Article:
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The tricuspid and bicuspid valves are atrioventricular valves. Both are valves that prevent backflow of blood pumped from the atria to the ventricles. However, the former has 3 "flaps" while the latter has 2.

Despite searching the internet, I could not find a biological explanation for this difference.

Might this be just a relic of evolution or some sort?

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During embryogenesis at the level of an atrioventricular canal there is so called endocardial "cushion" tissue. This tissue bulges to the left side more than it does to the right and contribute to the fusion of the valvular ring to a one leaflet, while from the remaining part of the ring develops the second leaflet:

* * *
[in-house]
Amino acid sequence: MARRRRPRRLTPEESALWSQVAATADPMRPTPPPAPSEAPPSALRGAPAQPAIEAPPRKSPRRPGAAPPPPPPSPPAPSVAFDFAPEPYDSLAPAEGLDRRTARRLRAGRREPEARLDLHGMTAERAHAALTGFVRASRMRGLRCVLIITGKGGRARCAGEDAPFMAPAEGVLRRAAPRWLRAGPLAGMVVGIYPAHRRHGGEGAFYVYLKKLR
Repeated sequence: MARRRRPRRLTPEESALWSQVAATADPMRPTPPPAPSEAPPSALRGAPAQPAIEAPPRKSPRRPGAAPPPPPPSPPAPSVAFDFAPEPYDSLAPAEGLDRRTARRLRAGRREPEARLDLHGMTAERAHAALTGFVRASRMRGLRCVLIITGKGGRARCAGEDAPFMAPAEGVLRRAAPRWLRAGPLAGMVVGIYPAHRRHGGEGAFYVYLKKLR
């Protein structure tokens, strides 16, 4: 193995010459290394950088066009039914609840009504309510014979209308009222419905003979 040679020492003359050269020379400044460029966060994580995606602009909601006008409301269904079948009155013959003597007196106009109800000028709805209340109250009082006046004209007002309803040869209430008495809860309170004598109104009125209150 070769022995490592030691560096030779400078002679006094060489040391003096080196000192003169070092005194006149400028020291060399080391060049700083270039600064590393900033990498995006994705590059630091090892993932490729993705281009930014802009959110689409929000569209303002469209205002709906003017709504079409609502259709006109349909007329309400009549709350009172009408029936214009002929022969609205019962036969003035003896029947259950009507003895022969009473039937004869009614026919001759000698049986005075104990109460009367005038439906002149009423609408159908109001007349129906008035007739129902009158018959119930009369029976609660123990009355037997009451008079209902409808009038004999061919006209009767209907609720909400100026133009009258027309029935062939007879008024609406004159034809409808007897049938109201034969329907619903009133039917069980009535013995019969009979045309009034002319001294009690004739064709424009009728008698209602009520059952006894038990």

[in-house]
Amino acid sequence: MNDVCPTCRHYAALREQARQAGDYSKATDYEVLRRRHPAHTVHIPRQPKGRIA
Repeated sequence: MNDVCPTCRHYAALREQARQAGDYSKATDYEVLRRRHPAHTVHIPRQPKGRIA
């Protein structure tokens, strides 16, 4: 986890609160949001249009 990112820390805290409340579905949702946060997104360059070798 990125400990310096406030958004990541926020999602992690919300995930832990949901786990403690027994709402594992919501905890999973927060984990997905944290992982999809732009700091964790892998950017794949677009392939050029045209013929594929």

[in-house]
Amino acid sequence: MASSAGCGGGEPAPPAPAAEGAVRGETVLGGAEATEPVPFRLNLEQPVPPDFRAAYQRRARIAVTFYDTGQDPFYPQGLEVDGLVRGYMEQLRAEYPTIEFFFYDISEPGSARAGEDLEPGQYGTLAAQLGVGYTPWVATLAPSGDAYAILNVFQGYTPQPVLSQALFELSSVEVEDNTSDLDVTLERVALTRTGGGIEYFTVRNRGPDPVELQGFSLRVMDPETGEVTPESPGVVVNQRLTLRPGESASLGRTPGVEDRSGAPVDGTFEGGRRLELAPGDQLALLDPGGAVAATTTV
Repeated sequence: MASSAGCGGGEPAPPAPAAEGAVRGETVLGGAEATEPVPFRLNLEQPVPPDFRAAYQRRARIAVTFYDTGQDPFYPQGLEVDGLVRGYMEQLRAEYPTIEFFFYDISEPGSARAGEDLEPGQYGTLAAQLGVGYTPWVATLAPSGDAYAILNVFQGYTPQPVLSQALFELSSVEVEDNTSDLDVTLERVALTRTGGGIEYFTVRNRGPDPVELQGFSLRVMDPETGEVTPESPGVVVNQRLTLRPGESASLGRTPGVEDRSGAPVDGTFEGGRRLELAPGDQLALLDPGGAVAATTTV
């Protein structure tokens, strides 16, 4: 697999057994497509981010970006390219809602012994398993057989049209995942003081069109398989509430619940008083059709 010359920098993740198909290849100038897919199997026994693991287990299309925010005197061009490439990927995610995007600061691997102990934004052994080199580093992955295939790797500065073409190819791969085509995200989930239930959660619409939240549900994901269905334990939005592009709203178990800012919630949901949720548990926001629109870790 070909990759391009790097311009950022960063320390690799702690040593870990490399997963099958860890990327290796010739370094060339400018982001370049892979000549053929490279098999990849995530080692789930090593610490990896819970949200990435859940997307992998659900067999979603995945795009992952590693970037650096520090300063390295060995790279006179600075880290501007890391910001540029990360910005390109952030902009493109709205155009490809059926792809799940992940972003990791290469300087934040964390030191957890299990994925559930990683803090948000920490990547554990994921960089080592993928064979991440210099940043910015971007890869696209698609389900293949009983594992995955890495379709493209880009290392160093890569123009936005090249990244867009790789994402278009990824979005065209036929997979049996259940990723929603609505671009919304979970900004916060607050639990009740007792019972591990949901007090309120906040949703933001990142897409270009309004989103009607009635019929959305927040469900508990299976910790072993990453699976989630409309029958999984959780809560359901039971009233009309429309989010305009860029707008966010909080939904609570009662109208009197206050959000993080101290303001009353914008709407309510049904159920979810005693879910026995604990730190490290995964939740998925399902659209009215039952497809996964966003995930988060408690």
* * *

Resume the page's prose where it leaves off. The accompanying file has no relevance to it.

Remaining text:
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AVEC = atrioventricular endocardial cushions

As has been stated, the cushion tissue bulges more to the left, thus on the right side where the tricuspid valve is forming the leaflets does not "merge" and develop into three-leaflet valve.

Interestingly, this left side "suture" might sometimes fail to develop with resulting three-leaflet mitral valve.

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